Ardleigh War Memorial & St. Mary’s Church

Ada, Pamela & Rosemary.  There was a four-part series on the telly last year that traced the history and impact of four individual bombs dropped by the Luftwaffe – one wonders whether one could similarly trace the V-1 that demolished a row of houses in Ardleigh and wiped out much of the Cheeseman family on 30th September 1944.  Wilfred Jaggard, also killed by a V-1 on 27th September, had already lost two grandsons; one, Albert, in Egypt in 1942, the other, Arthur, on 23rd August 1944 in the Far East (he has no known place of burial and is remembered on the Singapore Memorial in Kranji War Cemetery).  The dates of the two V-1s are very close, but both dates do appear to be confirmed.

  

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9 Responses to Ardleigh War Memorial & St. Mary’s Church

  1. Geoffrey Gillon says:

    Actually, he was Wilfred and I believe he was the grandfather, not father.

    JAGGARD, WILFRED
    Died 27/09/1944
    He was 70 and was killed by enemy action [V-1 Flying Bomb] at his home, Thatched Cottages, Harwich Road, Ardleigh. He was the son of the late Sarah Ann Jaggard; husband of the late Mary Jaggard. He lost two grandsons to WWII; they were Albert Nathan Jaggard [Find A Grave Memorial 56150786] and Arthur John Jaggard.[ Find A Grave Memorial 56220911]

    • Magicfingers says:

      There is a rule, and it’s a very good rule, that I set myself years back, which is basically ‘don’t write tosh’, and it seems I have broken it on this one. On this occasion, having seen a report of the V-1. strike on 30th September, I added two and two and got five. Logical that all died in the same strike, logical that Albert & Arthur were sons of Wilfred (where exactly William came from, I have no idea, nor excuses), but, it seems, not correct. Perhaps I should leave civilian casualties well alone – anyway, many of you are much better at civilian research than I am!!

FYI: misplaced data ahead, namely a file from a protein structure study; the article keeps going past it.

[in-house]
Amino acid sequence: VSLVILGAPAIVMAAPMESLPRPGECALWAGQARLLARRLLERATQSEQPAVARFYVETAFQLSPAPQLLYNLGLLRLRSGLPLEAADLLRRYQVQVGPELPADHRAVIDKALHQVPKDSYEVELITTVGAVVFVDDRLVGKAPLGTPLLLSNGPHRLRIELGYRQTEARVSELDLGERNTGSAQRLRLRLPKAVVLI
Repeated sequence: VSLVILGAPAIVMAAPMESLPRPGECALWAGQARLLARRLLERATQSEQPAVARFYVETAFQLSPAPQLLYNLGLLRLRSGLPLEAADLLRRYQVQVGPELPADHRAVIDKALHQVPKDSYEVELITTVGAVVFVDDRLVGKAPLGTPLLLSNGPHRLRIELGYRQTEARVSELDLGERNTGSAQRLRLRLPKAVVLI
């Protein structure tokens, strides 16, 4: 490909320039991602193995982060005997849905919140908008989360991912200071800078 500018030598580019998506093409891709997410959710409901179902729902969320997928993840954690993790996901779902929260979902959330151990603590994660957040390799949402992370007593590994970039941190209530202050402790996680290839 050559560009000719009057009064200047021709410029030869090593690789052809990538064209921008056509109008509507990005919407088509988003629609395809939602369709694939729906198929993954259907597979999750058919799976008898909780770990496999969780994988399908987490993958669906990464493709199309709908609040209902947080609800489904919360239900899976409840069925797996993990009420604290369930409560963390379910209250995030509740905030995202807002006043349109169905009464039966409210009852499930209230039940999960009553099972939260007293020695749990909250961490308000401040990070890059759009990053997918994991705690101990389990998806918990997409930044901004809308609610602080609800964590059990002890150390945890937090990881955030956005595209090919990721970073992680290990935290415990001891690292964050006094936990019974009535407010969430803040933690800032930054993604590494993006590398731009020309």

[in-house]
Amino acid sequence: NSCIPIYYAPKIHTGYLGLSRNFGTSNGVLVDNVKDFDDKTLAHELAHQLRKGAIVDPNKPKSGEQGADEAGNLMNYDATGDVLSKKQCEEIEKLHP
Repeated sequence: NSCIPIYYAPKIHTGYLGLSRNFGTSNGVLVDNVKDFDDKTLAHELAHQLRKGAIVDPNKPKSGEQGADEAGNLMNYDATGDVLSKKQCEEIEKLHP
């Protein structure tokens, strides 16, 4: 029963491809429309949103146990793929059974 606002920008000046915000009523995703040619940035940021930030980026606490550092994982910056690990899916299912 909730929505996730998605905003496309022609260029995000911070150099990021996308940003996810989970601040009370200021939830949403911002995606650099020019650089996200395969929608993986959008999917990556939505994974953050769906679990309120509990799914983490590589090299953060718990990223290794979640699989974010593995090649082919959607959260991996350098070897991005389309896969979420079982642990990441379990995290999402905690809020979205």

Will try to do better. Post updated. Thanks for putting me right Geoffrey.

  2. Steve Oliver says:

    Get rid of those bloody hedges around the monument. They are 10 x overgrown

  3. margaret draycott says:

    Was a really interesting series a fascinating exercise. Yes and we mustn’t forget how much civilians suffered so many tragic stories behind the names. Sorry but on a lighter note the memorial plaque in the church did you notice there is a partridge next to a pear tree. I know sorry frivolous but amused me.

    • Magicfingers says:

      Brilliant, brilliant, brilliant. No, I didn’t spot it! As if I’d have let that one go if I had!! Why didn’t I see that?!!!!!!!

      • Magicfingers says:

        Now I’ll have to go through hundreds of other Rolls of Honour to spot similar ones………….no, no, no, no, no, that is another route to madness. I shall assume you would have spotted them for me.

  4. IainB says:

    Hi MF

    If you (or anyone else reading this!) is in North Essex / Suffolk area the link below may be of interest, basically the paintings of Canadian forces by Sir Alfred Munnings are on display at his former home in Dedham, first time since 1919 apparently. They also have an excellent tea room!
    https://www.theguardian.com/artanddesign/2018/nov/29/first-world-war-paintings-go-on-show-for-first-time-since-1919-alfred-munnings

    • Magicfingers says:

      Hi IainB. First, I like being referred to as MF. Takes me back twenty something years to my early internet days (when this was a Frank Zappa website!!), and people from those days still refer to me as MF. Second, our ‘gang’ in the 70s – hippie gang, I hasten to add – had an IanB (different spelling), to distinguish, there being two Ians. Third: Thanks for the Munnings link – he was quite good, wasn’t he? And fourth, can you arrange for the hedge to be removed, please. I think that’s all.

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